Abstract 3143: Hospice Enrollment and Duration for Patients With Heart Failure versus Cancer
Introduction: The development of hospice care for heart failure (HF) lags behind hospice care for cancer, and may be hindered by the less predictable trajectory of late-stage HF.
Hypothesis: Late referral to hospice, defined as death within 3 days, is more common for HF patients (pts) than cancer pts.
Methods: Two end-of-life cohorts (HF and cancer) were identified using Medicare data (1997–2005). The HF cohort consisted of pts with 2 HF hospitalizations before cardiac death. The cancer cohort had 1 of 4 registry-defined common solid tumors and death attributed to cancer. We compared referral patterns and clinical courses in the 2 cohorts.
Results: Among 7,930 HF with mean age of 81, 20% were enrolled in hospice compared to 51% in 7,565 cancer pts. (p<0.01). Enrollments from acute care settings were more common in HF pts compared to cancer pts (38% vs. 26%). While the overall percentage was small, death in acute care settings was twice as common in HF pts (4% vs. 2%, p<0.01). ER visits or hospitalizations after hospice enrollment were more frequent in HF (Table⇓). More HF pts were discharged from hospice prior to death (10% vs. 8%, p=0.03). Among pts remaining in hospice, enrollment in hospice within 3 days of death was more common in HF pts (20% vs.11%, p <0.01), while death within 180 days after hospice enrollment was similar in HF vs. cancer pts (95% vs. 96%, p=0.3).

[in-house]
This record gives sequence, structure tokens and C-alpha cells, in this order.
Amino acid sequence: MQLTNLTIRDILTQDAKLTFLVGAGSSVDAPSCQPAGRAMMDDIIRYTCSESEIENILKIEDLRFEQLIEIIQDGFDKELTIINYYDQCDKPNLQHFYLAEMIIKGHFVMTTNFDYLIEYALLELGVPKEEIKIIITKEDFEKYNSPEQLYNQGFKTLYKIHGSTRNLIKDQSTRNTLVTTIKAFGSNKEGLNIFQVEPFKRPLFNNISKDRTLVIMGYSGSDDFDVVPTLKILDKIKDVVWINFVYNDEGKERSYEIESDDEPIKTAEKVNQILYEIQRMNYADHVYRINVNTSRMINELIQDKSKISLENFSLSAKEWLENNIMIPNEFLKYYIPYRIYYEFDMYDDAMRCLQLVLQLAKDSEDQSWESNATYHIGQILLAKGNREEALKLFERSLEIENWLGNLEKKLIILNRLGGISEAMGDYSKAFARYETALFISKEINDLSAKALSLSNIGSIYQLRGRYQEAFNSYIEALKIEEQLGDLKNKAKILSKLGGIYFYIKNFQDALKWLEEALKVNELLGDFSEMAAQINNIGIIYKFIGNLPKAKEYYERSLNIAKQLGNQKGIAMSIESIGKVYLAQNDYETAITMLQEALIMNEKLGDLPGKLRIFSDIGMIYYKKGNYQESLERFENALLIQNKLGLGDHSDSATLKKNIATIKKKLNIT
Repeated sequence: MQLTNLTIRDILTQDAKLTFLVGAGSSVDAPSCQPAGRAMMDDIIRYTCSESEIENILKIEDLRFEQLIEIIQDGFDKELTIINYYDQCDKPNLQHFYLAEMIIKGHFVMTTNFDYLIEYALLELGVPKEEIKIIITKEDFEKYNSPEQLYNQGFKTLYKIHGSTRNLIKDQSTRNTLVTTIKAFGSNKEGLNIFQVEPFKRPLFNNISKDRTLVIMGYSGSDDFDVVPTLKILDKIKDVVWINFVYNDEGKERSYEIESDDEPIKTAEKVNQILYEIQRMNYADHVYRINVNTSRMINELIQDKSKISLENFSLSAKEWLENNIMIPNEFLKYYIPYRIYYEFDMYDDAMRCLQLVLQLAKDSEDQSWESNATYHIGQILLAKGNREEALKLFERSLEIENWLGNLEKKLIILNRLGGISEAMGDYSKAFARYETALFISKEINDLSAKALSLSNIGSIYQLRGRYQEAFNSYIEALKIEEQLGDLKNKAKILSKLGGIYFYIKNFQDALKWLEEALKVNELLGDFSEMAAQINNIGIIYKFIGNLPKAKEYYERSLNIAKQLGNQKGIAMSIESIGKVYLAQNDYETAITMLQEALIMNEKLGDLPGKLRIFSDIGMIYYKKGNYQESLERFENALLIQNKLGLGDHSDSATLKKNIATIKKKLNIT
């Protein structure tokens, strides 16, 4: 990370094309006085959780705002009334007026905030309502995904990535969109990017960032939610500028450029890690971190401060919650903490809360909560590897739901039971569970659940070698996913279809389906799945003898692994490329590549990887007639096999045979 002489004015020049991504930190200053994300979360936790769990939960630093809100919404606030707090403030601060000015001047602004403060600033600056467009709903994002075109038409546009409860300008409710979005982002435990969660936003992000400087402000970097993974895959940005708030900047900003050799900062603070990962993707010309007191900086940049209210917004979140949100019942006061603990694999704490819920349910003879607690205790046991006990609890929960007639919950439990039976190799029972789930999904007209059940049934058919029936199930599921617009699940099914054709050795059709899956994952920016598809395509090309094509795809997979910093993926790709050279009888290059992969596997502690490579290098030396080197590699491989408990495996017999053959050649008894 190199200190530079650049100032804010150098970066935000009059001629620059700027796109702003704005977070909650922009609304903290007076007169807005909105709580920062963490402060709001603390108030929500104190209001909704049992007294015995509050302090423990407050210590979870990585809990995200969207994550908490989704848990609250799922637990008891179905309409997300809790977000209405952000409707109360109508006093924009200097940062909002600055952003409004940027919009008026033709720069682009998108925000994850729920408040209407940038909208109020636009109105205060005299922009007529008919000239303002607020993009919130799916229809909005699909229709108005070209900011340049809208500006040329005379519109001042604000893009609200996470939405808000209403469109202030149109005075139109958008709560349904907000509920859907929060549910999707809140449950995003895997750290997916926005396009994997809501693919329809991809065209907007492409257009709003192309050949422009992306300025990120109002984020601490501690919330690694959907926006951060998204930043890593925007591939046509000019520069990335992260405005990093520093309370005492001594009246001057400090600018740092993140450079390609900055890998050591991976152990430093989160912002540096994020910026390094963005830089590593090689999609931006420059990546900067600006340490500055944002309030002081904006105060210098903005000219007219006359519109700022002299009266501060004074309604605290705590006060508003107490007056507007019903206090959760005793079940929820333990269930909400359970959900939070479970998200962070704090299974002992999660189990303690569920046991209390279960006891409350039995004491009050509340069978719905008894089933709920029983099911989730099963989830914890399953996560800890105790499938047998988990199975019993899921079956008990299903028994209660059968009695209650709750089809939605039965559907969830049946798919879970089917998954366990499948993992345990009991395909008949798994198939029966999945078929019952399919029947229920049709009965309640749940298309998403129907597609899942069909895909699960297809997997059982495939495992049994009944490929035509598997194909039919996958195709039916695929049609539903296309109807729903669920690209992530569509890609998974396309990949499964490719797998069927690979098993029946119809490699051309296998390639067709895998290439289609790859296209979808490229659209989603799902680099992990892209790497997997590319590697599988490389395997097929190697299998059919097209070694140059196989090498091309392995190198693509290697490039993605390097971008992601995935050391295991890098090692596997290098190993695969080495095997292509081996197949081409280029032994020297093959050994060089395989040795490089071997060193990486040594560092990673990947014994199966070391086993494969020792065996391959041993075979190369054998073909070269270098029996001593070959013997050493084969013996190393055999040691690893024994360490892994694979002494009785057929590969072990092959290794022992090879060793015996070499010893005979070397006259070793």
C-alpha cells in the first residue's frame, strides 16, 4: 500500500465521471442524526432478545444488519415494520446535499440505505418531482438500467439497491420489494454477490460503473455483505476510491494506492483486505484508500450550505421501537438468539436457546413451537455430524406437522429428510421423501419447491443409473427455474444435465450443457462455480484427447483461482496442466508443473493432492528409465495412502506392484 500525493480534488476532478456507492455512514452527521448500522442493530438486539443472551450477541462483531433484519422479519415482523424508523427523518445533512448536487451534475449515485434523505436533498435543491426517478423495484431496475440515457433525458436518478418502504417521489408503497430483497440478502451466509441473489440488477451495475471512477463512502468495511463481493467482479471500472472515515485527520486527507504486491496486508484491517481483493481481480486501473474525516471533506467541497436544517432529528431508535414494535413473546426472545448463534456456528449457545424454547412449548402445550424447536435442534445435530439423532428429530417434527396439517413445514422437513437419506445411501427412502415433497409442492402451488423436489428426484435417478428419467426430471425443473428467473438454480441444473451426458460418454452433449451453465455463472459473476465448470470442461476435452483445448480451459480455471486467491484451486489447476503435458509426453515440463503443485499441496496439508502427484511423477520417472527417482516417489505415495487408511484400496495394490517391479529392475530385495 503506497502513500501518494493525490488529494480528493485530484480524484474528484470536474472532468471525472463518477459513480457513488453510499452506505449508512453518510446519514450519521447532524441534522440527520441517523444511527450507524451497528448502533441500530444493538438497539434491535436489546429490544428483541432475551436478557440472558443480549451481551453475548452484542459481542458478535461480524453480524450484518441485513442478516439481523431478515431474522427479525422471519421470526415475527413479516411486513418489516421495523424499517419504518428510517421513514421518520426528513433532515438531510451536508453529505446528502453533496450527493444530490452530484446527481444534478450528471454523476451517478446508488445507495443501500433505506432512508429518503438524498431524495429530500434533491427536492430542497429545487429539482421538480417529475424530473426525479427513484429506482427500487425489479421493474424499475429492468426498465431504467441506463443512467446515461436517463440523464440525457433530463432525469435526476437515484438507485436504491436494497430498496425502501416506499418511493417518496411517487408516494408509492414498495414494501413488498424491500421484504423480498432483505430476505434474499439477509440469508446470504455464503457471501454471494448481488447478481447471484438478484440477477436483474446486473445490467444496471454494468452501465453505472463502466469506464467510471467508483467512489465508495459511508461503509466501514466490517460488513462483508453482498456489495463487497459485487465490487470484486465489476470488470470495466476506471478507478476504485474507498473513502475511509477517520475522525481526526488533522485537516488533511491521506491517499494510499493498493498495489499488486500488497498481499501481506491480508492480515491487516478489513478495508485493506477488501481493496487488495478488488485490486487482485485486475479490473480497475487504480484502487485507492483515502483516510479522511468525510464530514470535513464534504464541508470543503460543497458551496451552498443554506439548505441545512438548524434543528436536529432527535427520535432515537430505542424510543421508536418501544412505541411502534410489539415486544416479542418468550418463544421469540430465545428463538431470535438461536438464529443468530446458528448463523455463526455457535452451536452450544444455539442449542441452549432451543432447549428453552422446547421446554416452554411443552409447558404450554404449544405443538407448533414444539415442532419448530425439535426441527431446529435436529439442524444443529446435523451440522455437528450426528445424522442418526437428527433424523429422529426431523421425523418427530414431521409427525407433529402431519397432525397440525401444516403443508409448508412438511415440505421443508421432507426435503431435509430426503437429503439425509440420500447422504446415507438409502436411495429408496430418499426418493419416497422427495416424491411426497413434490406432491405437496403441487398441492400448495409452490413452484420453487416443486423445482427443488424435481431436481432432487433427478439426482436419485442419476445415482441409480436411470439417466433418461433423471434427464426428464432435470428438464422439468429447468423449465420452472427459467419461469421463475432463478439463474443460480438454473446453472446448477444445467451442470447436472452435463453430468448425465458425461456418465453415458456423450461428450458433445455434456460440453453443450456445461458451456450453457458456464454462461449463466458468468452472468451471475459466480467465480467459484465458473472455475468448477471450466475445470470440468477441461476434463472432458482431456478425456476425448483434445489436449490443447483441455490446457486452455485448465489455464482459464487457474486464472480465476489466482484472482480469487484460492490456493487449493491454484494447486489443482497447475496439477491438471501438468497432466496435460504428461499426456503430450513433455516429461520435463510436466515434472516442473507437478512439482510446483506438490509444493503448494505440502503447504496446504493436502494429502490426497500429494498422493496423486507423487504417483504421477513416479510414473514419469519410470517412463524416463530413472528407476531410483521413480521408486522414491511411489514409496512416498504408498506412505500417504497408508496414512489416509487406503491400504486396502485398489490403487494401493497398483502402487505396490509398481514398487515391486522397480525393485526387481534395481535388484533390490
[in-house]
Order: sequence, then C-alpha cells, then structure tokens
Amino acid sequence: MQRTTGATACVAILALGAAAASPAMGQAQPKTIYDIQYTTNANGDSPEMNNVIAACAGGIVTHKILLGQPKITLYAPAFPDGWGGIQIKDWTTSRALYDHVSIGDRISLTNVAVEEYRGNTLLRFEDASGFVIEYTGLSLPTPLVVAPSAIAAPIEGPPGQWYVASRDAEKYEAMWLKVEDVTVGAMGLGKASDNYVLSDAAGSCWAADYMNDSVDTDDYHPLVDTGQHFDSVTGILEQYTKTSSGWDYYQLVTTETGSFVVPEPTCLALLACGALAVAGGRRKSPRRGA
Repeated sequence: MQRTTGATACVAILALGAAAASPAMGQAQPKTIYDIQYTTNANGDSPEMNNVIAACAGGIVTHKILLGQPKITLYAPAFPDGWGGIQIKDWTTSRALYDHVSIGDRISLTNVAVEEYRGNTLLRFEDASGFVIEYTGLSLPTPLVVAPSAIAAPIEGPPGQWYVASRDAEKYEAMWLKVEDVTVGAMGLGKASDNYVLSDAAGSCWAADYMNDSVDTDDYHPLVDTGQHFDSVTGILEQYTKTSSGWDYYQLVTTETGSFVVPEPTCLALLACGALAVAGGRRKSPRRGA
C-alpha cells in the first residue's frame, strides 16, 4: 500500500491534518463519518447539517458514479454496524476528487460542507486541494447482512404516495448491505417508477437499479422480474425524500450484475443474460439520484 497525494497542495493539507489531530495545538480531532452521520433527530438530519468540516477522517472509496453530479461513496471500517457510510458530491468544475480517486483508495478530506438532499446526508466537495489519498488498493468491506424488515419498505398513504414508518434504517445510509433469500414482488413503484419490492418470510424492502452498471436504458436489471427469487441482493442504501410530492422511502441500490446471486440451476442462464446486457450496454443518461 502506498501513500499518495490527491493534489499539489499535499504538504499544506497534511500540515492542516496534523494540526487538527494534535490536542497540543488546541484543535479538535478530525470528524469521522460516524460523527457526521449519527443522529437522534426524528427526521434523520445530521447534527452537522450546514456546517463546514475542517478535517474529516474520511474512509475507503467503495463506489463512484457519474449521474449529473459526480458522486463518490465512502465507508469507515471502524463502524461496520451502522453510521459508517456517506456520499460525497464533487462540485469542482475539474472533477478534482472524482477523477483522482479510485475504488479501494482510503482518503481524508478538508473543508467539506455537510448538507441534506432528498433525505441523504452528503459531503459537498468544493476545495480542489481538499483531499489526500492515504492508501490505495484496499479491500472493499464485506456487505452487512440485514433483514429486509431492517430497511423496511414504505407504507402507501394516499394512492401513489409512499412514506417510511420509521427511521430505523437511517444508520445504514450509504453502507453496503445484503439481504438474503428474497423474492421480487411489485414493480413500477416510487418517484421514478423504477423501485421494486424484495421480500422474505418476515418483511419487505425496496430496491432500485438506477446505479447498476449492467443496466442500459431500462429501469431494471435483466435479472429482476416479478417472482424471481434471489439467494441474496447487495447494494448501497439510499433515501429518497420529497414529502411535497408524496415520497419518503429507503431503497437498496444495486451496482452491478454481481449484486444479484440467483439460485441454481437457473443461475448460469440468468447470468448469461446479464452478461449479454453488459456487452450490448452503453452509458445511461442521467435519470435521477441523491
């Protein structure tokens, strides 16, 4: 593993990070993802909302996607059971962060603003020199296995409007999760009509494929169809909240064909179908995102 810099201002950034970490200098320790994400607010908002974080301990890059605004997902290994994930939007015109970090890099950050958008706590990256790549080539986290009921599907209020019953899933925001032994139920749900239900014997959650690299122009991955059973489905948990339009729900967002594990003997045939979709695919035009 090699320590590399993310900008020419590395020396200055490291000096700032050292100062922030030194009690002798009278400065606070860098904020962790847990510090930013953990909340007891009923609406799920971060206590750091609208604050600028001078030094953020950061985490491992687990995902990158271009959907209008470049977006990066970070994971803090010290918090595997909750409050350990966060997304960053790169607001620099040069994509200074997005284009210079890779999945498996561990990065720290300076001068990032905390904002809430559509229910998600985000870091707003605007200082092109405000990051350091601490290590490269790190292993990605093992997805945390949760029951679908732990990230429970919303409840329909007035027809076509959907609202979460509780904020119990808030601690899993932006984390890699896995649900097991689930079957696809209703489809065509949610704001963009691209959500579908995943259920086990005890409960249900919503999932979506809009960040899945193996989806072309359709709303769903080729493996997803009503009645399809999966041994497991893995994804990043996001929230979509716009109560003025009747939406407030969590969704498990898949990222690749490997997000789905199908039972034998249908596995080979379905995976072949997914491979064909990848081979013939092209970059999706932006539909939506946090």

Conclusion: In the large sample of contemporary elderly pts, those dying with HF were referred to hospice less often than pts with cancer, perhaps reflecting reliance upon in-hospital screening for referral. This, along with the variable trajectory of their clinical course, may account for late enrollment of HF pts and higher use of acute care services after hospice referral. Nevertheless, most pts remained and died in hospice within 6 months. The concept of hospice has been successfully translated from cancer to HF, but hospice could be made more accessible to HF pts, particularly in the outpatient setting.